Features of the Sinelabore state machine code generator
A state machine diagram (or state chart) shows the dynamic behaviour of an application. It is a graph of states and transitions that describe the response to events depending on the current state that it is in. State machines are used for decades in hardware design. And during the last years also more and more in the area of software development. Especially in the embedded real-time domain the use of statecharts is popular because the behavior of applications and/or devices in this domain can be often described very well with statecharts. The paper of D. Harel „Statecharts: A Visual Formalism for Complex Systems“ published in 1987 is still a must read.
An important aspect of state diagrams is that the design can be directly transformed into executable code. This means that there is no break between the design and the implementation. This is all the more important if the device under development has to be developed e.g. according to IEC61508. Please note that the code-generator itself is not certified in any way. It is your responsibility to verify and validate that the generated code fulfills your needs!
SinelaboreRT was built especially for embedded real-time developers. It focuses on just one task: code generation from state diagrams. A command line tool and a configuration file is all what is needed.
The generated code is based on nested switch/case and if/then/else statements. It is easy to read and understand. The generated code will not create any headache when using static code analyzers.
SinelaboreRT does not force you in any way on how you design your system. Therefore it is no problem to use the generated code in the context of a real-time operating system or within an interrupt service routine or in a foreground / background system. The generation process can be influenced to meet specific needs.
How does SinelaboreRT work? From a state-chart design file created with the Cadifra UML editor, Enterprise Architect, UModel or Magic Draw the code-generator generates the complete statemachine implementation. For an example design file called oven.cdd the command line looks like
java -cp "path_to_coden_jar:*" codegen.Main -p CADIFRA -o oven oven.cdd
As an result files will be generated:
- oven.c implements the state-machine as graphically specified in the oven.cdd file
- oven_ext.h defines the events that can be sent to the state-machine
- oven_dbg.h defines functions to support you during debugging
- oven.h defines the function prototypes, states etc. used in the state-machine.
These files realize the complete state machine. They are in clearly readable target language code and can be understood and verified by every C/C++ programmer.
Supported State Diagram Design Elements
Hierarchical state definition: State machines can be hierarchical or flat. A state with sub-states is called a hierarchical state-machine. States can have entry code that is always executed if a state is entered. Exit code is executed whenever the state is left. A state can also have action code. The action code is executed whenever the state is active just before event transitions are evaluated.
Regions : Regions allow to model parallel behavior within the same state machine diagram. The benefit of using regions is to explicitly show the this parallel behavior instead of creating different state diagrams.
Transitions: There are two types of transitions a) event based ones and b) conditional ones. Event based transitions are triggers coming from the outside of a state-machine. An event based transition has the following syntax: eventName[guardExpression]/action. A conditional (or when) transition is not triggered from an event but a C expression that is evaluated to true (e.g. port pin set). It has the syntax: #condition/action.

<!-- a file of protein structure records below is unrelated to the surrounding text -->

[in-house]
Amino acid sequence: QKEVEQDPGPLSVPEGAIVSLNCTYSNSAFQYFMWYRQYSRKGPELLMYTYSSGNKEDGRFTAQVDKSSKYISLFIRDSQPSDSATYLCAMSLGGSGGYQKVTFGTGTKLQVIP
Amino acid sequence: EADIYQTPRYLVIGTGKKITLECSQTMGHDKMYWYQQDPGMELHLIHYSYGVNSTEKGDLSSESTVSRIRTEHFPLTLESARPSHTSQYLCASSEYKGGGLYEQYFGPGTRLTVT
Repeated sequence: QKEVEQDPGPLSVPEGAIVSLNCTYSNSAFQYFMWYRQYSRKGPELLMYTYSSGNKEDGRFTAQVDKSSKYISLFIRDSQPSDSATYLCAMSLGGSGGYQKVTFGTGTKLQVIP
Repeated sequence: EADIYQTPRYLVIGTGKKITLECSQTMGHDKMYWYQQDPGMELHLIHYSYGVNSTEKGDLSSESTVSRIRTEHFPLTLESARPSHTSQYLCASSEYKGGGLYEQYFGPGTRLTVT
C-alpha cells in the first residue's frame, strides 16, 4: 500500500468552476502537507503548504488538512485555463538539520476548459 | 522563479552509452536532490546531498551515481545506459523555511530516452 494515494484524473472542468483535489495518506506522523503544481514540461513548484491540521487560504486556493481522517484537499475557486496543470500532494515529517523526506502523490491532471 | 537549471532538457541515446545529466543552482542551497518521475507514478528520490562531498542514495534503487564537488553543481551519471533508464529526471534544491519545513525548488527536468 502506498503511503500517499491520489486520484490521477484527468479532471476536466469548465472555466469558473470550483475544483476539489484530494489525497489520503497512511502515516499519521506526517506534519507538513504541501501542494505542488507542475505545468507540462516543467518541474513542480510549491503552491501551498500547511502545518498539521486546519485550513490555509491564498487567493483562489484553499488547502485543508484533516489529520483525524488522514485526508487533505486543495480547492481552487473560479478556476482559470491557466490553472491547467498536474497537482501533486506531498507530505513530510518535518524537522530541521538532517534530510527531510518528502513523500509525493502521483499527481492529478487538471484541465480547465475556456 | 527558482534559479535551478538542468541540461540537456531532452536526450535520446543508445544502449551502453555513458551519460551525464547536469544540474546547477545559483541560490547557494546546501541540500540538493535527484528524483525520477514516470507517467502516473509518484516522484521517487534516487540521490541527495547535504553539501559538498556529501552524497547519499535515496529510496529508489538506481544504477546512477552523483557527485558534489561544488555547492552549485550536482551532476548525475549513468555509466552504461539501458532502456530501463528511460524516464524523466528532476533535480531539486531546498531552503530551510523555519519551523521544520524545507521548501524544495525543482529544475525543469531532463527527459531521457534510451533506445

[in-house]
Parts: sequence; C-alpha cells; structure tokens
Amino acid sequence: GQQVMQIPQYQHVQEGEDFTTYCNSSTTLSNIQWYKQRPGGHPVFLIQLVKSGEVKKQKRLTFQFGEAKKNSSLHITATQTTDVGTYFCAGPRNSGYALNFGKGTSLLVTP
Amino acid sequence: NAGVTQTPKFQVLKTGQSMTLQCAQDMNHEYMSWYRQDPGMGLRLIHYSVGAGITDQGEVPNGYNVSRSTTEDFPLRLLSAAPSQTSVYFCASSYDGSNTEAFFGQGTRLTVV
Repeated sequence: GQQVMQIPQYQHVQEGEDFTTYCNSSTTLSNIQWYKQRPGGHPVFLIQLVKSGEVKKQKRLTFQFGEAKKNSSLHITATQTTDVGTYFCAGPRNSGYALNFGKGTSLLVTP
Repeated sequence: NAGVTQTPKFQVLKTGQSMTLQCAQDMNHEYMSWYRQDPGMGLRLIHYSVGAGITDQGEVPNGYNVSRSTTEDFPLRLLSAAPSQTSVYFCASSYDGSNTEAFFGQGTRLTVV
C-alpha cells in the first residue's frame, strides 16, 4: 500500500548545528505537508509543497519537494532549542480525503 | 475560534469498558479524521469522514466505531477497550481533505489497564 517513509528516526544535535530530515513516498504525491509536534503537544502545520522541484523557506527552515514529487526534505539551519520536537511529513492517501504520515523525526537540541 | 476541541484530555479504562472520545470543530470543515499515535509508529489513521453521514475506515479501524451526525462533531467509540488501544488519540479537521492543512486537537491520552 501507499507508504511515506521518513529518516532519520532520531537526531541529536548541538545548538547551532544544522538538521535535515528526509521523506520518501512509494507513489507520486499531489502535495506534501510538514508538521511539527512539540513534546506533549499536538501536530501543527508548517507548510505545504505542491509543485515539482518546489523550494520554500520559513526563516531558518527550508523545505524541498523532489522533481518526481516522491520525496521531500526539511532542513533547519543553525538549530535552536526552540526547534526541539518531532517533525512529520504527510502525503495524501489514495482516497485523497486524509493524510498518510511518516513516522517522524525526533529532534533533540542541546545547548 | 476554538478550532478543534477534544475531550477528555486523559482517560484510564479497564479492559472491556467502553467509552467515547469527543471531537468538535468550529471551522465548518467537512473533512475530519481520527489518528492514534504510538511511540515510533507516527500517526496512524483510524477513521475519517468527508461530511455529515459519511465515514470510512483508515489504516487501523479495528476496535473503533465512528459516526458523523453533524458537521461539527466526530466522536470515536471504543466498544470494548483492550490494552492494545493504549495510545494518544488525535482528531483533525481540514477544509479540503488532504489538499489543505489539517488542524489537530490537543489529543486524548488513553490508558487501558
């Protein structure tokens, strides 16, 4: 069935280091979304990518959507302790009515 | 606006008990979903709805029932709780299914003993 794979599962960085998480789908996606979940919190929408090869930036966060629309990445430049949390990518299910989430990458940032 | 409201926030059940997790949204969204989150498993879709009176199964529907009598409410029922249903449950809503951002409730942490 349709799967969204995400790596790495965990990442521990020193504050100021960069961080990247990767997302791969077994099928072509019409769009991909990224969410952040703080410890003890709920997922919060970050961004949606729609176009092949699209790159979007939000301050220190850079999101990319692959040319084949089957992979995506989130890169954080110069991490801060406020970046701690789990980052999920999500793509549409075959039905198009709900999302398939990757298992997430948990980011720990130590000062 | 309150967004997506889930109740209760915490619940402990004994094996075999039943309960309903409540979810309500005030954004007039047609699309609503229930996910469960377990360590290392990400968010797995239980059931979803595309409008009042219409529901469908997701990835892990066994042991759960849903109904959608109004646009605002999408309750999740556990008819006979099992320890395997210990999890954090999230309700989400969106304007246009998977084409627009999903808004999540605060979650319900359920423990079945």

Choices: The OMG UML specification states: …choice vertices which, when reached, result in the dynamic evaluation of the guards of the triggers of its outgoing transitions. This realizes a dynamic conditional branch. It enables splitting of transitions into multiple outgoing paths such that the decision on which path to take may be a function of the results of prior actions performed in the same run-to-completion step.
History States: When leaving a hierarchical state and entering it the next time the default state us usually entered. If the last active state should be entered instead a shallow history marker can be placed in the state. If you want to activate the history for all sub-states of the state then use the deep history marker instead. Macros are provided to reset the history if needed.
Interactive Test and Simulation: If the command line flag
-s (for simulation) is used, the code generator turns into interactive mode after parsing the input file. No code is produced then. After parsing the input file you can type in events and check what the state machine’s reaction is. During a simulation step all code that is executed as the reaction to an event is printed out (e.g. the OnEntry code). When using the command line flag
-S the graphical simulation is started.
Debugging / Trace Support: In the *_dbg.h file two helper functions are provided that are useful for debugging state machines. The function *_GetNameByState(id) returns the name of the state the function *_GetNameByEvent(id) returns the name of an event each identified by its id. Trace statements can be automatically added to the machine. This allows to follow the flow of events.
Integrated State-Diagram Editor: Using the command line flag
-E brings up the integrated state diagram editor. It provides an efficient tree based entry method. The graphical representation is created automatically. So you can fully focus on the modeling task. For Windows and Mac, instead of the Jar file, Exe files are also provided, which directly launch the integrated editor.
Download the trial version and test the generator.